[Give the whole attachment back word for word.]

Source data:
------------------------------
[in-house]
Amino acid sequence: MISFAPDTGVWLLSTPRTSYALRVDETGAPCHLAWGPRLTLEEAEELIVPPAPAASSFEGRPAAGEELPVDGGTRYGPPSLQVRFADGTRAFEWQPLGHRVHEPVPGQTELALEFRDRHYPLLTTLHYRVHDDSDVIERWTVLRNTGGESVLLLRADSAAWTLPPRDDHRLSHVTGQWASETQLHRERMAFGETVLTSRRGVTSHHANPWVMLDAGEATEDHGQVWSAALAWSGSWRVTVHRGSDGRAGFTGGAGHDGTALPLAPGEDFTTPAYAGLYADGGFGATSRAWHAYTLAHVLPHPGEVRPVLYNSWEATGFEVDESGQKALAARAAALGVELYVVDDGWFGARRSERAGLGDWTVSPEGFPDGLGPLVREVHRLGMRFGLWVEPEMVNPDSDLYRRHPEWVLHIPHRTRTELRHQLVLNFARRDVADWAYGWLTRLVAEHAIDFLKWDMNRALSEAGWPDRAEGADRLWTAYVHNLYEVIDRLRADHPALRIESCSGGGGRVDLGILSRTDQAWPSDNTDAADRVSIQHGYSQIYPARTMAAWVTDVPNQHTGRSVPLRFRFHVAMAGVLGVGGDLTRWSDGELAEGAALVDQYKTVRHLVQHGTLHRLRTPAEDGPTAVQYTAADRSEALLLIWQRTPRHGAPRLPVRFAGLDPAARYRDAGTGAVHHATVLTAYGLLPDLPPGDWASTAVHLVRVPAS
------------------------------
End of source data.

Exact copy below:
[in-house]
Amino acid sequence: MISFAPDTGVWLLSTPRTSYALRVDETGAPCHLAWGPRLTLEEAEELIVPPAPAASSFEGRPAAGEELPVDGGTRYGPPSLQVRFADGTRAFEWQPLGHRVHEPVPGQTELALEFRDRHYPLLTTLHYRVHDDSDVIERWTVLRNTGGESVLLLRADSAAWTLPPRDDHRLSHVTGQWASETQLHRERMAFGETVLTSRRGVTSHHANPWVMLDAGEATEDHGQVWSAALAWSGSWRVTVHRGSDGRAGFTGGAGHDGTALPLAPGEDFTTPAYAGLYADGGFGATSRAWHAYTLAHVLPHPGEVRPVLYNSWEATGFEVDESGQKALAARAAALGVELYVVDDGWFGARRSERAGLGDWTVSPEGFPDGLGPLVREVHRLGMRFGLWVEPEMVNPDSDLYRRHPEWVLHIPHRTRTELRHQLVLNFARRDVADWAYGWLTRLVAEHAIDFLKWDMNRALSEAGWPDRAEGADRLWTAYVHNLYEVIDRLRADHPALRIESCSGGGGRVDLGILSRTDQAWPSDNTDAADRVSIQHGYSQIYPARTMAAWVTDVPNQHTGRSVPLRFRFHVAMAGVLGVGGDLTRWSDGELAEGAALVDQYKTVRHLVQHGTLHRLRTPAEDGPTAVQYTAADRSEALLLIWQRTPRHGAPRLPVRFAGLDPAARYRDAGTGAVHHATVLTAYGLLPDLPPGDWASTAVHLVRVPAS